Molecular and Functional Evolution at the Odorant Receptor Or22 Locus in Drosophila melanogaster

Katherine H. Shaw, Travis K. Johnson, Alisha Anderson, Marien de Bruyne, Coral G. Warr

Research output: Contribution to journalArticleResearchpeer-review

12 Citations (Scopus)


Insect odorant receptor (Or) genes determine the responses of sensory neurons that mediate critical behaviors. The Drosophila melanogaster Or22 locus represents an interesting example of molecular evolution, with high levels of sequence divergence and copy number variation between D. melanogaster and other Drosophila species, and a corresponding high level of variability in the responses of the neuron it controls, ab3A. However, the link between Or22 molecular and functional diversity has not been established. Here, we show that several naturally occurring Or22 variants generate major shifts in neuronal response properties. We determine the molecular changes that underpin these response shifts, one of which represents a chimeric gene variant previously suggested to be under natural selection. In addition, we show that several alternative molecular genetic mechanisms have evolved for ensuring that where there is more than one gene copy at this locus, only one functional receptor is generated. Our data thus provide a causal link between the striking levels of phenotypic neuronal response variation found in natural populations of D. melanogaster and genetic variation at the Or22 locus. Since neuronal responses govern animal behavior, we predict that Or22 may be a key player in underlying one or more olfactory-driven behaviors of significant adaptive importance.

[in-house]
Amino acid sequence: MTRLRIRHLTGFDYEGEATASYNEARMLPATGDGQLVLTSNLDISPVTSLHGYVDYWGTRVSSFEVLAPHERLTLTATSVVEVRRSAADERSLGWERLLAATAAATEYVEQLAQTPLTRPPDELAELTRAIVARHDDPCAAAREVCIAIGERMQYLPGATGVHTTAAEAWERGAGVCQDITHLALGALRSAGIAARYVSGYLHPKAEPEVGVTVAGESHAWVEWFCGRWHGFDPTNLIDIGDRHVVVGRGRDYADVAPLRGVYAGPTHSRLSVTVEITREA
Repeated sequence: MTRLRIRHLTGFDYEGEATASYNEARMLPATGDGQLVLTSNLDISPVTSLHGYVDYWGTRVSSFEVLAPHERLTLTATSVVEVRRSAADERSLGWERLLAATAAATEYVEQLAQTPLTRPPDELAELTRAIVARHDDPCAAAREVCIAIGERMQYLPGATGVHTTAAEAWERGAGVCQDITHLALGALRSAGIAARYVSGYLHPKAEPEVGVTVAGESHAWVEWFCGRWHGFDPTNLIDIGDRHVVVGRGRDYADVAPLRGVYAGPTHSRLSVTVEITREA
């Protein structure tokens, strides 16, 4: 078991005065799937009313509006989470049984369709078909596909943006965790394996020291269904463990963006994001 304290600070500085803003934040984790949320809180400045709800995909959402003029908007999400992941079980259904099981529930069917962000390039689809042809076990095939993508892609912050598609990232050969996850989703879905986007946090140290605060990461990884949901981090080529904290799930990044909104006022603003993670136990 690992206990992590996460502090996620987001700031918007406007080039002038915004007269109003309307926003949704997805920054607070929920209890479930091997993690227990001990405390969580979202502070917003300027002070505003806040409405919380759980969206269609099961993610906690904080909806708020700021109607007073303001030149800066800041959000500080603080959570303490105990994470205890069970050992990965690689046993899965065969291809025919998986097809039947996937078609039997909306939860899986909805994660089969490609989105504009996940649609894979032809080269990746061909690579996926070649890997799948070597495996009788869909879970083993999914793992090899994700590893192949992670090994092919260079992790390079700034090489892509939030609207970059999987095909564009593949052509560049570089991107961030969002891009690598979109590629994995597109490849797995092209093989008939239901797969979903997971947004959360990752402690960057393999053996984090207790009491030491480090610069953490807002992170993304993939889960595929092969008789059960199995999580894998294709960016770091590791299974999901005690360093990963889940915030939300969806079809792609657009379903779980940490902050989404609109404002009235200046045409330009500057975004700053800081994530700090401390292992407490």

Original languageEnglish
Pages (from-to)919-929
Number of pages11
JournalMolecular Biology and Evolution
Issue number5
Publication statusPublished - 1 May 2019


  • Drosophila melanogaster
  • chimeric gene
  • natural variants
  • odorant receptor
  • olfaction

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